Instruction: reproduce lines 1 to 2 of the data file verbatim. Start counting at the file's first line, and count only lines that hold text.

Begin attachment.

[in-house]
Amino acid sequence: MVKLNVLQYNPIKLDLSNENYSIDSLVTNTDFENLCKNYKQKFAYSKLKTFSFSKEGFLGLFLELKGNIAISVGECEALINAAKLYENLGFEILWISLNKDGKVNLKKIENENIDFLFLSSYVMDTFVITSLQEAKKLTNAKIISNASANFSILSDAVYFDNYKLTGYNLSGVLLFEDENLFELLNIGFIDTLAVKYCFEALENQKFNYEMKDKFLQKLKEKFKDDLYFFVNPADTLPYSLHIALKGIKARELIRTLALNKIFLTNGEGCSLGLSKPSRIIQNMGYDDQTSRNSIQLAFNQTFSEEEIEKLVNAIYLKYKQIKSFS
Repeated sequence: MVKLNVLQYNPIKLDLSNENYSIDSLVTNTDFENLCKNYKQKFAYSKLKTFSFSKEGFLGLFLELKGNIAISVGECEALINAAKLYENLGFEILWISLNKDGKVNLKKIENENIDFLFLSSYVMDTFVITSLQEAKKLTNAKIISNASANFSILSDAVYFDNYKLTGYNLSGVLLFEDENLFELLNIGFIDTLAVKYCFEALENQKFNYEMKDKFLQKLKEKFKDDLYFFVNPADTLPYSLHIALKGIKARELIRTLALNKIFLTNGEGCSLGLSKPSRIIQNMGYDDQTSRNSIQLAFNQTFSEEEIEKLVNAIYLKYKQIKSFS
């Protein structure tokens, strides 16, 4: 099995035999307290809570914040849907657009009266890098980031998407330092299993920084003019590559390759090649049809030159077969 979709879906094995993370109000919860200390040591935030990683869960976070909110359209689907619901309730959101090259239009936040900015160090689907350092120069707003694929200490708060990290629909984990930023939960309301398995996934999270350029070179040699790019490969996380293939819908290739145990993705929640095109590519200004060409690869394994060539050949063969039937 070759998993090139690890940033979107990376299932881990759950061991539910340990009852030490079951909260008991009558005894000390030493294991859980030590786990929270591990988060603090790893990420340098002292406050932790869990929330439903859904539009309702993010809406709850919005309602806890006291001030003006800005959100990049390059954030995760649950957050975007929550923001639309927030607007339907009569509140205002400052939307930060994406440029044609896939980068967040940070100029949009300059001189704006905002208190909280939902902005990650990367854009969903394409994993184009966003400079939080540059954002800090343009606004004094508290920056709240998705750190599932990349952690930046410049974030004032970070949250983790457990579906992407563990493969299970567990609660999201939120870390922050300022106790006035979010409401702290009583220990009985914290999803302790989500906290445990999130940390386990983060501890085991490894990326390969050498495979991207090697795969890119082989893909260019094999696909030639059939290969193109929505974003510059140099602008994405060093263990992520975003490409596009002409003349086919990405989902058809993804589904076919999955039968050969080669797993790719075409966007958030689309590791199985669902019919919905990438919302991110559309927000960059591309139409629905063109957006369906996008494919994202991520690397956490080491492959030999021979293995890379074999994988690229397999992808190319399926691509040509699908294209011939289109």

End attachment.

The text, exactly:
[in-house]
Amino acid sequence: MVKLNVLQYNPIKLDLSNENYSIDSLVTNTDFENLCKNYKQKFAYSKLKTFSFSKEGFLGLFLELKGNIAISVGECEALINAAKLYENLGFEILWISLNKDGKVNLKKIENENIDFLFLSSYVMDTFVITSLQEAKKLTNAKIISNASANFSILSDAVYFDNYKLTGYNLSGVLLFEDENLFELLNIGFIDTLAVKYCFEALENQKFNYEMKDKFLQKLKEKFKDDLYFFVNPADTLPYSLHIALKGIKARELIRTLALNKIFLTNGEGCSLGLSKPSRIIQNMGYDDQTSRNSIQLAFNQTFSEEEIEKLVNAIYLKYKQIKSFS